When you control Aiden, you view the world in a first person perspective and Aiden can pretty much fly anywhere and through walls, this allows you to see impending threats or to manipulate certain items in the room. He employs a few core actions, he can physically hit something by holding down pulling back on the analog sticks and releasing, pull them towards each other to “posses” someone, pull them apart to kill someone, or create a link between Jodie and say a dead body or inanimate object to see visions. Aiden gameplay was honestly the part I enjoyed the most, but to be honest that isn’t saying much. At least we didn't have to "X" to "Jason" or any variation of it.
One part that really would grind my gears was the sneaking. Oh my god what a broken gameplay element, controlling Jodie felt like being drunk and not able to control what your body is doing. It was clunky at best and annoyingly unresponsive at worst, if it weren’t for my obsession with completing it and the fact that I wanted to share my thoughts with you guys, I would have just said “FUCK DAT NOISE, AIN’T NOBODY GOT NO TIME FO DAT!”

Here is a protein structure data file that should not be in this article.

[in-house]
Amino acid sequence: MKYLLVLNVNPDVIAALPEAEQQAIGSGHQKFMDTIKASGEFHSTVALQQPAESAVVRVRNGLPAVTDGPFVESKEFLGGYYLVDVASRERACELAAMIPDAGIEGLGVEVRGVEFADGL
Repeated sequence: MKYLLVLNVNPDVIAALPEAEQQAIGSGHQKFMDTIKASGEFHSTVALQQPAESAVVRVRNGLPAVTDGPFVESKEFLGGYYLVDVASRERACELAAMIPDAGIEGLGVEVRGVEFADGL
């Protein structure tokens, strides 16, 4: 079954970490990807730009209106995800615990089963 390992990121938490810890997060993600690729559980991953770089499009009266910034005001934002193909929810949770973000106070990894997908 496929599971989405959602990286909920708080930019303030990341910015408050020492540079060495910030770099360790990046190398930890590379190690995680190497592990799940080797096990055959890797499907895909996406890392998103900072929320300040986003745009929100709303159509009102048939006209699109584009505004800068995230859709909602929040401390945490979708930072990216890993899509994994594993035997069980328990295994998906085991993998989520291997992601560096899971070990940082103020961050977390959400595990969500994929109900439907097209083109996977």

Regardless of my very critical opinion of the gameplay, the story was still worth it to finish. The ending I got was very satisfying and I feel that if I had picked any of the others I would be just as pleased with how the game ended. As much as I did enjoy the story and eye-gasmed over the visuals, that gameplay is so horrendous I can’t exclude it from the review. It’s not a long game, give it a quick weekend rental (Red Box baby!!) but I can’t recommend you to buy it, great story but that gameplay killed any want to replay for alternative outcomes. Though I may reserve judgement until the Michael Cera DLC.